Our results confirmed our assumptions. The interface explained very little of the experience (RQ2), particularly compared to the variance explained by the BPN (RQ3). Learning loop increased the perception of challenge as expected, while gamification increased the perception of a social experience and playfulness (RQ2). Logically, respondents who felt competent (because they mastered the given tasks) perceived less challenge (RQ3); and respondents who felt relatedness because they felt that they were connected to others perceived more social experience (RQ3). Gamification satisfied the basic psychological needs of autonomy and relatedness (RQ4), whereas the learning loop frustrated all needs (RQ4).

It is worth recalling that, although some effects are statistically significant, (1) the interpersonal variability was very large, as indicated by the low fraction of variance explained, and (2) our gamified sample might be biased due to the high drop-out rate. Overall, the interface did not clearly influence experience (RQ1), even for the very long and complex survey we tested. This is in line with previous studies observing that gamification did not improve any of their measures for engagement [14, 20, 61]. Other factors, such as the satisfaction or frustration of BPNs, seem to be more important to explaining experience. Actually, BPN satisfaction positively influenced experience. In a previous study, we found that feeling competent and volitional, which satisfied the need for autonomy, positively correlated with higher entertainment [28]. Mekler, Brühlmann, Tuch and Opwis [20] reported that satisfying autonomy and competence needs positively correlated with intrinsic motivation. The important question is thus whether the interface influences the BPNs. Our results suggest that this effect must be small. The gamified interface did not successfully satisfy all the targeted needs [20]. This stresses the relevance of investigating the effects of individual characteristics (e.g., Section 4.3). Future research should further investigate whether and how game elements can satisfy the BPNs.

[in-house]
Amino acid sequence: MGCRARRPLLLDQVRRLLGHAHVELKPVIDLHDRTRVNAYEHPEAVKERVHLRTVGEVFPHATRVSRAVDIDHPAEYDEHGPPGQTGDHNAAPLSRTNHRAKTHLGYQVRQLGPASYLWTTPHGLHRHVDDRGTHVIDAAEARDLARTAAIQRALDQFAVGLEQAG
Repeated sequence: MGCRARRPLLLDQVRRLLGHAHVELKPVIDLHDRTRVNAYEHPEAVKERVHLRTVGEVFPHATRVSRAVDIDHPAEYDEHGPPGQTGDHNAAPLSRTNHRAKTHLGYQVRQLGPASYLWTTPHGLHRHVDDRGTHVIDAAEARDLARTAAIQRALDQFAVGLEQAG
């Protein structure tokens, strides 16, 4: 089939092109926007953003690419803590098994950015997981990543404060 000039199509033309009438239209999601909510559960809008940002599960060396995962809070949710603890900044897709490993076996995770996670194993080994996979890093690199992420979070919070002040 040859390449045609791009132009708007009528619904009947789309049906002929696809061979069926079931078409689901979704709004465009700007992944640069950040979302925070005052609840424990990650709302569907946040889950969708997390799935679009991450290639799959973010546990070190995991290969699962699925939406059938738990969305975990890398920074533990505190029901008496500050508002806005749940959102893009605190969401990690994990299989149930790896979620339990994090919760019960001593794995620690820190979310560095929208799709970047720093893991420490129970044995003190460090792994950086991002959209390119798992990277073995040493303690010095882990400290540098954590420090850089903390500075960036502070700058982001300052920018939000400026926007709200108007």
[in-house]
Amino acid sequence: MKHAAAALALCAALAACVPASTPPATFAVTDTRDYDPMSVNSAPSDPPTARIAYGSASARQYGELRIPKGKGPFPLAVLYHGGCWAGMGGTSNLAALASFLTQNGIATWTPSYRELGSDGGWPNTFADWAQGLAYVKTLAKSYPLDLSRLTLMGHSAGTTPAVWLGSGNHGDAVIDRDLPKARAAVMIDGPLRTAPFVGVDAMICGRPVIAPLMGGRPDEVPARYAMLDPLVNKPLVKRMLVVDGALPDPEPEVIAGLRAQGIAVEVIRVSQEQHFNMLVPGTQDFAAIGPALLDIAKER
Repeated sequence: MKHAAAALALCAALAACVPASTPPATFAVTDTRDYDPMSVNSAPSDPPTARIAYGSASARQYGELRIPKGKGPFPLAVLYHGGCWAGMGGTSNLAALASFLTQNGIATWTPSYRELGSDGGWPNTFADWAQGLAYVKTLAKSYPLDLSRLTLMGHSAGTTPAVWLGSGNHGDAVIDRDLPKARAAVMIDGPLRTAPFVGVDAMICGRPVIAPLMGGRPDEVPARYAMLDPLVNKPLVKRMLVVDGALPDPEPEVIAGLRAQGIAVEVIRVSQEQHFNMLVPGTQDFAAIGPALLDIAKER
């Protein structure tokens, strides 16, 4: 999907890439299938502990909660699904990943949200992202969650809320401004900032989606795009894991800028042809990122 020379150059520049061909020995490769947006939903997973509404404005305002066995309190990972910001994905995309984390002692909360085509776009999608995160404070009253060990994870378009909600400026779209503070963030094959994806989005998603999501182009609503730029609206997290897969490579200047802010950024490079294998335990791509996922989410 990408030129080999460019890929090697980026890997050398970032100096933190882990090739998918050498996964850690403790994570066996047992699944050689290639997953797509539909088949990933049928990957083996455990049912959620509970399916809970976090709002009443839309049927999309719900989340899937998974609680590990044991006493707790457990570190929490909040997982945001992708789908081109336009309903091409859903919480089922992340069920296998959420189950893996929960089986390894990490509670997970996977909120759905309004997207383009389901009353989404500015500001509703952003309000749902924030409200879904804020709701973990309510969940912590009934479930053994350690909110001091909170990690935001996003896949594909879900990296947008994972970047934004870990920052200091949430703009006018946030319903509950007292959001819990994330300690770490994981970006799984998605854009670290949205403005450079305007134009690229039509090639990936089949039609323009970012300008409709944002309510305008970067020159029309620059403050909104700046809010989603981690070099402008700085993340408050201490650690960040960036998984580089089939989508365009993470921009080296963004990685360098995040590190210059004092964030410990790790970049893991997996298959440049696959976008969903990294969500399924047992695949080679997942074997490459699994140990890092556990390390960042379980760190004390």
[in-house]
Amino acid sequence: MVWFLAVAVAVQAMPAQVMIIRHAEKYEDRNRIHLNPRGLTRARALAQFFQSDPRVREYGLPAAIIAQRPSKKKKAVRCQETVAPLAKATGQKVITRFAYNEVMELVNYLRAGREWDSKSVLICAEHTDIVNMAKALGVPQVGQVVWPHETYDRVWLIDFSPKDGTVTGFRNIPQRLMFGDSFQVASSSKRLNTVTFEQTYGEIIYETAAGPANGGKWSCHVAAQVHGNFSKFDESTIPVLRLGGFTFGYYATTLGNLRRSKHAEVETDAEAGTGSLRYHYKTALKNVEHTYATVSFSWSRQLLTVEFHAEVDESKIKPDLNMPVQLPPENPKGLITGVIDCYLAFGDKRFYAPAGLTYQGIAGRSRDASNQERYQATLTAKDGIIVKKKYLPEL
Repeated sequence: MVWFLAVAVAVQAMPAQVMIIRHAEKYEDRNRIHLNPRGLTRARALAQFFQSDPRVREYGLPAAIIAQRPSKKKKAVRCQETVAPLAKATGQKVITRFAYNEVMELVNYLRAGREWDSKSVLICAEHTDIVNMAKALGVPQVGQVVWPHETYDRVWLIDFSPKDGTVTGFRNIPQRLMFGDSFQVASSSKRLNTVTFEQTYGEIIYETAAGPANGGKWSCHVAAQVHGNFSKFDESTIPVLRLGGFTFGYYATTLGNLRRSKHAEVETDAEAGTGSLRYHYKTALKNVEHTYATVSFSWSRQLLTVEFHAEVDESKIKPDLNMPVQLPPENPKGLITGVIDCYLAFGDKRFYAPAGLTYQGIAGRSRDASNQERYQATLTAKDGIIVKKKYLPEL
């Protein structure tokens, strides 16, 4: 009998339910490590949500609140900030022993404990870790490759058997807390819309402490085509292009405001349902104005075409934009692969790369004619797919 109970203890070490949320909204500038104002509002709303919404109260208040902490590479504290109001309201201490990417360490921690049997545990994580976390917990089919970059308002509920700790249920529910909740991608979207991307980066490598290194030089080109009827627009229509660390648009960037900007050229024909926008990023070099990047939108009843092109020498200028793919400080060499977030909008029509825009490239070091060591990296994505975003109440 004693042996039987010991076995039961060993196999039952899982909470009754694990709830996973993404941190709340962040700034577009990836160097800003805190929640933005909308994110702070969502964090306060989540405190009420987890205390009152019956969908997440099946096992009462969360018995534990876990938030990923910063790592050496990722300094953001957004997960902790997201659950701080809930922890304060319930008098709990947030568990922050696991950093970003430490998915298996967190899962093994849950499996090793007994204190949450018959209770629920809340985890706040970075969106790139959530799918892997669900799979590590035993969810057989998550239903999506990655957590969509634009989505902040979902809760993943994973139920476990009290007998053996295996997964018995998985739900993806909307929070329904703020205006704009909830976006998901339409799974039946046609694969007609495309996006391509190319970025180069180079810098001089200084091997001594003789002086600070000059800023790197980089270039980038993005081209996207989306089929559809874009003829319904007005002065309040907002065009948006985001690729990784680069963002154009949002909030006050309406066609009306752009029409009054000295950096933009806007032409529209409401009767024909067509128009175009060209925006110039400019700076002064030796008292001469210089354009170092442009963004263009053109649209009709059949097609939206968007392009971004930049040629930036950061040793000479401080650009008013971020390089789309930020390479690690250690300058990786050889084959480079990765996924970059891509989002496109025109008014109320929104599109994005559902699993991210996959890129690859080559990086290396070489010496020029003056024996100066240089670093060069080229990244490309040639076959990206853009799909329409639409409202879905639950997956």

4.3. RQ5. Individual causality orientation

Personality, as measured by the general causality orientation, seems to influence the experience. Highly autonomy-oriented respondents tended to have a better experience with the learning loop whereas respondents with lower autonomy orientation had a worse one. Knowing from RQ3 that the learning loop increased challenge and that autonomy-oriented individuals seek challenge, we suggest that highly autonomy-oriented respondents were positively challenged by the learning loop but less autonomy-oriented respondents were negatively challenged. Future studies could further explore the relations between individual causality orientation, BPN satisfaction or frustration, and challenge. The flow theory, proposing that challenge can be positive or negative [63], would be a good starting point, as it has been for some gamification studies [42]. Future studies could verify whether learning loop frustrates the BPNs of highly autonomy-oriented respondents less than of respondents with lower autonomy orientation, and how this in turn influences the perceived challenge.

Another interesting follow-up arising from the causality orientation theory is to consider gamification as a “subtle cue … to prime people’s motivational orientation” [38, p.234, S81]. Measuring the causality orientations before and after the different interfaces could verify whether an interface primes an orientation. Ideally, successful gamification would prime autonomy orientation. Priming autonomy orientation would facilitate the internalization of the external motivational affordances of the game elements, positively influencing experience and performance [20, 38].